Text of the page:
In a letter to this newspaper, the Telecom Regulatory Authority of India (Trai) chief Pradip Baijal has said the reason why Trai is not investigating Bharat Sanchar Nigam Limited’s (BSNL) allegations against Reliance Infocomm is that it has a staff of just 120 persons, as compared to the US regulator’s 3,500 and Brazil’s 1,500, and so doesn’t have an investigative arm.
In the event, he said Trai had asked the government to investigate the allegation that Reliance was passing off international calls as local ones in order to avoid paying BSNL the access deficit charge (ADC)—under the law, for all incoming international calls, operators have to pay BSNL Rs 4.25 a minute, and since this is around 80–90 per cent of any company’s revenue from incoming calls, few are keen to pay this if they can avoid it.
What’s ironic is the day Baijal’s letter was published, The Financial Express had a story quoting a senior official as saying the government was not likely to interfere because “it is a fight between operators and they alone should resolve the matter”.
Apart from the fact that a bilateral solution could well mean a political cover-up, the matter concerns all of us for another reason—if BSNL is getting Rs 1,000–1,500 crore less ADC as a result of such theft by several operators, you and I will have to make good this shortfall through higher transfers from our taxes to BSNL or through continued ADC in the years to come.
Apart from the fact that a government investigation is bad in law (since the government owns BSNL, there is a conflict of interests and that’s why Trai was created), the reason why Trai needs to investigate the matter, by getting more staffers if need be, is that the law mandates this.
Section 11 (1) (b) of the Trai Act says Trai has to ensure compliance with the terms and conditions of the licence, and regulate the sharing of revenue (such as the ADC) between operators. And Section 13 of the same Act says Trai can issue policy directions to ensure its orders under Section 11 are complied with.
And, to address the implicit issue in Mr Baijal’s now famous “I am a regulator, not a policeman” quote, the investigation may not prove to be that difficult either since the law has ensured this.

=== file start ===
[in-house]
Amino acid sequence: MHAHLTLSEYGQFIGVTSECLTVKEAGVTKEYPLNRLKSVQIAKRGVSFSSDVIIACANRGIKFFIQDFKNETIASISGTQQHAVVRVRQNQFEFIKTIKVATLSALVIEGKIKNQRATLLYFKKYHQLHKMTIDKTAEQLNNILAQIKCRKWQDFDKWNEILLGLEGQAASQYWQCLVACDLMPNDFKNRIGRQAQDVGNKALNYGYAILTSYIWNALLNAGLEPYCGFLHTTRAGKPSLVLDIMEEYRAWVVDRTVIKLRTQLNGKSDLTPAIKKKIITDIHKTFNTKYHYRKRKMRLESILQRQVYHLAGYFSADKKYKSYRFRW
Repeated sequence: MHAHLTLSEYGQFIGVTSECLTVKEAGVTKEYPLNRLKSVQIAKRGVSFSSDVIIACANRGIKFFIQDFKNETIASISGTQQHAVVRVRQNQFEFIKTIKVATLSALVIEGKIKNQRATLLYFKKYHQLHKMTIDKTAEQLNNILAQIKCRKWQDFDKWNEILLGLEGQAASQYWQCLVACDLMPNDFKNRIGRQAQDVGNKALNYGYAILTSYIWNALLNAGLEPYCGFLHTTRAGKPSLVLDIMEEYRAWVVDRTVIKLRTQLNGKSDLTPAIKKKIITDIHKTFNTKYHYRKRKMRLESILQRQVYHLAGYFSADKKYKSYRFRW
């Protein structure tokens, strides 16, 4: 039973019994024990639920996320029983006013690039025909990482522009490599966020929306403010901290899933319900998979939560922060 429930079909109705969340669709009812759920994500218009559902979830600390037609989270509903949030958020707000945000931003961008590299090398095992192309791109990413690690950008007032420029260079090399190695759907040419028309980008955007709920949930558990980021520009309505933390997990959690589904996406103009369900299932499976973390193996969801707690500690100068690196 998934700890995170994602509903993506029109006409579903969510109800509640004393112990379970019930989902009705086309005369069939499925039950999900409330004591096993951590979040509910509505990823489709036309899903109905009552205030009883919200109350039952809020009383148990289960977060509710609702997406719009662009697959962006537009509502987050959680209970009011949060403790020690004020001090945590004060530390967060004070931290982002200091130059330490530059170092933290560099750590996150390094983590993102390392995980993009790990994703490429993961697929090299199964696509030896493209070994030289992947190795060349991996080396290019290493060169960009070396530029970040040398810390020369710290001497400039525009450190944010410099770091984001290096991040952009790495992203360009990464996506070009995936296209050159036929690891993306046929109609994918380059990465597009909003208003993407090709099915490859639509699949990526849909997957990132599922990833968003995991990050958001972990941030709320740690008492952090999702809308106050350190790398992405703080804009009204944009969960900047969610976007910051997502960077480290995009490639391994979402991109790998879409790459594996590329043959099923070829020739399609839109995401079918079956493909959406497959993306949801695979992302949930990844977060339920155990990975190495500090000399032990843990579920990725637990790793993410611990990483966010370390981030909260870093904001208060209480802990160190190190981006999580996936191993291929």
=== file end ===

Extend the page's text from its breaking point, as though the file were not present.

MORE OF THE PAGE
Under 12 (1) (a), Trai can call any service provider “to furnish in writing” any explanation it wants, and every person in that company “shall be bound” to produce “all such books of account or other documents … (that have) a bearing” on the matter.
Indeed, the international long-distance licence agreement specifies books of accounts must be shown to Trai if asked for. So, if Trai asks, Reliance will have to explain, for instance, how it offers a US-to-India call for 11.9 cents (Rs 5.47) a minute to retail customers. When it has to pay Rs 4.25 as ADC, 2–3 cents (Rs 1.15) for carrying the call to India, and another 30 paise as termination charges to the telephone firm in India to whose lines the calls are being made—its bilateral agreements for bulk minutes with global carriers are even cheaper, by 15–20 per cent.
Under Section 12, if it wishes, Trai can even summon global long-distance players such as AT&T, British Telecom, and MCI, and ask them at what rates they sell international minutes to Indian companies like VSNL, Reliance, Bharti, and Data Access, as well as the quantity of minutes sold, and compare this with the minutes these companies declare while paying their ADC.
According to VSNL’s latest annual report, the size of this grey market is 30–40 per cent, or around Rs 2,100 crore annually.
Ironically, Trai itself says the ADC for international calls encourages the grey market and lowering this is the only solution. In its ADC order of October 29, 2003, it says “the authority considers that the origination/termination charge for international calls has to serve the objectives of … a reduction of the grey area traffic ….
” In another place, it says “the Authority has decided to reduce the ADC component for the international long-distance calls for checking the increase in grey market” and “reduced ADC amounts should also reduce grey traffic”.
And in its latest consultation paper on ADC, apart from repeating some of the ADC-leads-to-grey-market stuff, it says “variation in the ADC amount creates an incentive to misreport the category of calls, e.g. for roaming and long-distance calls”.
Even if you assume the need to have an ADC (a bad idea, since it amounts to a subsidy), as Trai’s latest paper itself says, the solution is a simple one. Instead of having such hugely differential ADCs—30 paise on some local calls, 30–80 paise on national long-distance, and Rs 4.25 on international calls—just have a flat revenue-share-based ADC.
Also, since phone companies get a flat Trai-mandated 30 paise per minute for calls that terminate on their networks, they don’t really bother to see if the call coming on to their network is a genuine local one, a national long-distance one, or an international one.
If you allow them the freedom to negotiate this rate, however, no company will allow others to masquerade international calls as local ones—believe me, all phone companies know where the illegal traffic is coming from.
Forget the phone companies with all their sophisticated equipment, even I know when I’m getting a grey call on my cellphone—either the caller-ID on my phone goes blank, or I get fake numbers like 500 or 600 as caller IDs. Tackling the theft is easy, assuming the authorities wish to tackle it.